Possible values:

  • a keyword, like pink
  • a color code, like RGB rgb(204, 41, 84), RGBA rgba(204, 41, 84, 0.5), or hex like #CC2954
<svg version="1.1" xmlns="http://www.w3.org/2000/svg" viewBox="0 0 800 300">
    <rect class="mouse" x="0" y="0" width="800" height="300"/>
    <polygon class="diamondCo tulip" points="400, 280, 310, 150, 400, 20, 490, 150"/>
    <style>
        .mouse { fill: #E5E4E3; }
        .tulip { fill: #CC2954; }
        .diamondCo {
            animation-name: diamondColor;
            animation-duration: 4s;
            animation-iteration-count: 1;
        }
        @keyframes diamondColor {
            0%   { fill: #CC2954; }
            100% { fill: #F2F230; }
        }
    </style>
</svg>

In this animation (played once) the color of the diamond changes from tulip to lime. When the animation ends, the diamond fill goes back to the tulip color of the beginning. If you refresh the page in your browser, you can see the animation from the start.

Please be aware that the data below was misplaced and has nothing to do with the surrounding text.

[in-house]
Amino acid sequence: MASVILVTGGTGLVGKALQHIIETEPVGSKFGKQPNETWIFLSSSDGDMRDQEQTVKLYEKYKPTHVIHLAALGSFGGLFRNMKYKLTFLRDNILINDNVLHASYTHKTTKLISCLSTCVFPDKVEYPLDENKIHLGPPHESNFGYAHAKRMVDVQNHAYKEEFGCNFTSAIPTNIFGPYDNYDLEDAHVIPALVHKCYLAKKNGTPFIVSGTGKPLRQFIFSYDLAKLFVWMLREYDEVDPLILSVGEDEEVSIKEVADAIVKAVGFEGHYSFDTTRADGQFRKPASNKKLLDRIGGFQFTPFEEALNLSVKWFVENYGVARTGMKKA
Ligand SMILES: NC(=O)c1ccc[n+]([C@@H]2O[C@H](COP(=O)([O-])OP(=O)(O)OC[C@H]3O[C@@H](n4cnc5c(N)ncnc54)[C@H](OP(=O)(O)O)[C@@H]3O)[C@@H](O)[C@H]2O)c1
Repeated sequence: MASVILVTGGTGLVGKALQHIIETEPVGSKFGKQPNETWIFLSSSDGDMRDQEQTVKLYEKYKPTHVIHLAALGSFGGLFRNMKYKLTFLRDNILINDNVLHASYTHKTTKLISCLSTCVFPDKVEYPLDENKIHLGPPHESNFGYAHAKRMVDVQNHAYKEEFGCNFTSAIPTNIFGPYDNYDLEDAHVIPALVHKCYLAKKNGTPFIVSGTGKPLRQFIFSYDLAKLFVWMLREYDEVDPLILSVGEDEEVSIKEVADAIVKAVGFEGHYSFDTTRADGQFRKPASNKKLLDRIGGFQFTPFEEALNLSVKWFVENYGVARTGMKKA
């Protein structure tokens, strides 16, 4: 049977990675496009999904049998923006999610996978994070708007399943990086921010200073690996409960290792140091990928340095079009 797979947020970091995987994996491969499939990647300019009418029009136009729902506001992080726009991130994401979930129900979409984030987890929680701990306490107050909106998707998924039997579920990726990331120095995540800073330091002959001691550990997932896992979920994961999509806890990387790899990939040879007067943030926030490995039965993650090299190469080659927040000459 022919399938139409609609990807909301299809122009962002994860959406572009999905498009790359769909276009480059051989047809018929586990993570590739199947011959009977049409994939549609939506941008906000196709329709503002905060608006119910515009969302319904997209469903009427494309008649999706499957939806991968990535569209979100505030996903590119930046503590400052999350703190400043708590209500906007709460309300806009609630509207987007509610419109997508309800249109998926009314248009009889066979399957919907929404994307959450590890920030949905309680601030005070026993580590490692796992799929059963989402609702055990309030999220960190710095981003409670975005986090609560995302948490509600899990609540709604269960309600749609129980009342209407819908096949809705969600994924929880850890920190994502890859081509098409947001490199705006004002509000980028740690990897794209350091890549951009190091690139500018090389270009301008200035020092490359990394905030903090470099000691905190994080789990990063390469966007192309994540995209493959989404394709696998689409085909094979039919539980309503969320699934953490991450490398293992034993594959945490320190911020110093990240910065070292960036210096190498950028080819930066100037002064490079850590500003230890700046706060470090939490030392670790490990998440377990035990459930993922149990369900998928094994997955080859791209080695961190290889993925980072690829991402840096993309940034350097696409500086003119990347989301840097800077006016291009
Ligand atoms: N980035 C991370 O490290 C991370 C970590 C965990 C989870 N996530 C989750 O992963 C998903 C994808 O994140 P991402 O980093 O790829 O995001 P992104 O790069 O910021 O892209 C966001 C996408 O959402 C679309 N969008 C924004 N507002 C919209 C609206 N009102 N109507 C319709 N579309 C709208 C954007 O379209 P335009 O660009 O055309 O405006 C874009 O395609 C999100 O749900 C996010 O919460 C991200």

Fill Mode

The animation-fill-mode property defines the first state of your object at the beginning of the animation and the last state of your object at the end of the animation.

Possible values:

  • none
  • forwards applies the value of the last keyframe at the end of the animation. It can be influenced by animation-direction and animation-iteration-count.
  • backwards applies the value of the first keyframe at the beginning of the animation. If an animation-delay is set, the target will keep the value of the first keyframes until the animation starts. It can be influenced by animation-direction as well.
  • both applies the value of the first keyframe at the beginning and the value of the last keyframe at the end of the animation.

The initial value is none.

<svg version="1.1" xmlns="http://www.w3.org/2000/svg" viewBox="0 0 800 300">
    <rect class="mouse" x="0" y="0" width="800" height="300"/>
    <polygon class="diamondFi mouse" points="400, 280, 310, 150, 400, 20, 490, 150"/>
    <style>
        .mouse { fill: #E5E4E3; }
        .tulip { fill: #CC2954; }
        .diamondFi {
            animation-name: diamondFillMode;
            animation-duration: 4s;